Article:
COAH recently proposed new regulations, which among other changes will give it some oversight over the fees municipalities may collect from developers in lieu of constructing affordable housing units onsite. These fees have been one of the most controversial aspects of COAH’s Round Three regulations as was detailed by Thomas Jay Hall, Esq. in his article, “Commercial Development and COAH: A Bad Mix,” published in the New Jersey Law Journal on October 23, 2006.
As initially adopted, COAH’s Round Three regulations permit a municipality to require all developers to build affordable housing units onsite as a condition of their approval or – in lieu of constructing the units onsite – the developer could “negotiate” with the municipality to pay a fee. There are no standards governing the amount that a municipality may charge under the existing COAH regulation.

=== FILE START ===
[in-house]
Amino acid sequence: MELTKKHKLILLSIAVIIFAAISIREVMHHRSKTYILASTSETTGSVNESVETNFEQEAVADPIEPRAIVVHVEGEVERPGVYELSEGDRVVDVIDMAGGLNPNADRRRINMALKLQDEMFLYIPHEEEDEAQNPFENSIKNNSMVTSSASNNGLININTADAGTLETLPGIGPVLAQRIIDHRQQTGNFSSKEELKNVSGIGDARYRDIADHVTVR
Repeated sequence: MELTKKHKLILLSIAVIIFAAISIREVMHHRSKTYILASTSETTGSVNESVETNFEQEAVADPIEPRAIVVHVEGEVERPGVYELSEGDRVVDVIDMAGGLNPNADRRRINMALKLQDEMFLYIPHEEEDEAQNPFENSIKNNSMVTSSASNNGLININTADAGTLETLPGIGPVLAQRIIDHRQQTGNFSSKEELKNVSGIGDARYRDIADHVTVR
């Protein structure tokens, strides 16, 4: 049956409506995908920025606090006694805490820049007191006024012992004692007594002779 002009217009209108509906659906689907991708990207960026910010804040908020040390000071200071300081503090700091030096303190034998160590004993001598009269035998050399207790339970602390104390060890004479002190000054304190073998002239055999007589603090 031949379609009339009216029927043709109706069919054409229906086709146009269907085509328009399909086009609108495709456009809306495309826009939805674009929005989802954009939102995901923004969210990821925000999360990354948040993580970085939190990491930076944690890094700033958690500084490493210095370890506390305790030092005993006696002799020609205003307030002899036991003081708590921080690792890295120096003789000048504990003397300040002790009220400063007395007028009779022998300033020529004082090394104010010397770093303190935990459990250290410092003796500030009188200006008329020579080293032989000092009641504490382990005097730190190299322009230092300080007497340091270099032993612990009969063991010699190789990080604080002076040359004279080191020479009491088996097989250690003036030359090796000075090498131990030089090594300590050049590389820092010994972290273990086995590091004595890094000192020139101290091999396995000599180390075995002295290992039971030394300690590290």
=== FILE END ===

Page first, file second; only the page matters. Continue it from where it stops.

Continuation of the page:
COAH has now proposed substantial modifications to its regulations. If a municipality collects an in lieu fee, it must be calculated in one of three ways:
1. The municipality may accept COAH’s calculations based upon the average cost of providing an affordable housing unit within the housing region. Depending on the housing region, these fees range from a little over $140,000 to a little over $170,000 per affordable unit, which are a substantial reduction from the fees currently required by some municipalities.
2. The municipality may require an in lieu fee based upon the costs of buying down market rate units to become affordable units.
3. The municipality may propose an alternative valuation method subject to COAH’s approval. Any money received shall be used for affordable housing as set forth in the municipality’s approved spending plan.
It is uncertain how high of a fee COAH will approve under the second and third option. If COAH simply rubber stamps the fees sought to be imposed by the municipality, then these regulations will provide no relief to the development community.
Furthermore, developers may receive the worst of both worlds under these regulations. The region’s average cost will set the minimum fee for all municipalities, even if the actual cost of constructing affordable housing offsite is much lower in a given municipality. In the more expensive communities, the developers will likely have to pay the higher fee.